— Nate Hoffelder (@thDigitalReader) September 16, 2015
In the exchange that followed, Nate complained that Hootsuite basically takes reshared content and wraps it in a Hootsuite URL, with a Hootsuite advertisement banner (they call it a “social share bar”) at the top of the page. If readers click to other links on The Digital Reader from that share, the Hootsuite banner and URL remain, interfering with Nate’s ability to engage with his readers. (It’s possible also that it might interfere with search engine ranking, though Nate doesn’t bring up that point.) Nate suggests they should change their URL shortener to act as a 301 redirect, which would fix the banner-wrapping issue.
Buffer, the sharing service that I use to reshare interesting articles and also multi-share the TeleRead articles I post myself (including this one!), uses a buff.ly URL shortener that includes such a redirect, so it becomes the original site’s URL when a user is redirected through it. This allows Buffer to gather some metrics and statistics, telling me how many readers were able to view or clicked through each particular URL.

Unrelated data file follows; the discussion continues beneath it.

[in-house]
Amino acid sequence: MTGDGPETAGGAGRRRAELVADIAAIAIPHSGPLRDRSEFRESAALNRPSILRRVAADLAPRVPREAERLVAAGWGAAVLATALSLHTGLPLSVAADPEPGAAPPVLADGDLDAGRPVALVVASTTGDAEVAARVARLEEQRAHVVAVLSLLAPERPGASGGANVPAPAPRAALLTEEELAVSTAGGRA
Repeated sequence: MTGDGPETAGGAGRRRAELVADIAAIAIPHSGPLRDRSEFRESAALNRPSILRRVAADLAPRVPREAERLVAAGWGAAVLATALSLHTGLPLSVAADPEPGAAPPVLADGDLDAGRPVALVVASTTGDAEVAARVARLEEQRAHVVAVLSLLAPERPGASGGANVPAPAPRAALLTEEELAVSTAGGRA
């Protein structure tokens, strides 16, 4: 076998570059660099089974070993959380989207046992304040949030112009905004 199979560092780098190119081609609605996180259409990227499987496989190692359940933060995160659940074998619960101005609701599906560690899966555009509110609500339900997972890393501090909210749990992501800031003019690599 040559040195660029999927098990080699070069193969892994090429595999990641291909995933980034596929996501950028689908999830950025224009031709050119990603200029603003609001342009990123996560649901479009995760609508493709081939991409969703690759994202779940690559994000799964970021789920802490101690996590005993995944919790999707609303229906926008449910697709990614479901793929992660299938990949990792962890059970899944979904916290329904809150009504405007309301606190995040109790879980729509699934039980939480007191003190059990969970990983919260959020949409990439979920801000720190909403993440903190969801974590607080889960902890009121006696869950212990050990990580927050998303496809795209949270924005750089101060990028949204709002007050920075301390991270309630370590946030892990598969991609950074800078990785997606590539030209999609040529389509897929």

Nate isn’t the only user to complain about Hootsuite’s obnoxious habits. It’s one of the points Ian Anderson Gray brings up in his “7 Reasons NOT to use Hootsuite” post. Apparently Hootsuite got some flak about this in the past for its ow.li URL shortener, as it changed the behavior of that one from a 302 redirect to a 301 redirect in 2012, but the ht.ly redirect continues to use Hootsuite’s “social share bar.” It seems to be the choice of the individual Hootsuite user whether to use ow.li or ht.ly, and it’s the ht.ly behavior Nate finds objectionable.
Hootsuite hasn’t been the only service to run into this kind of flak, either. As I noted in 2012, Readability did the same sort of thing with its reformatted articles in 2012 until people objected and it stopped.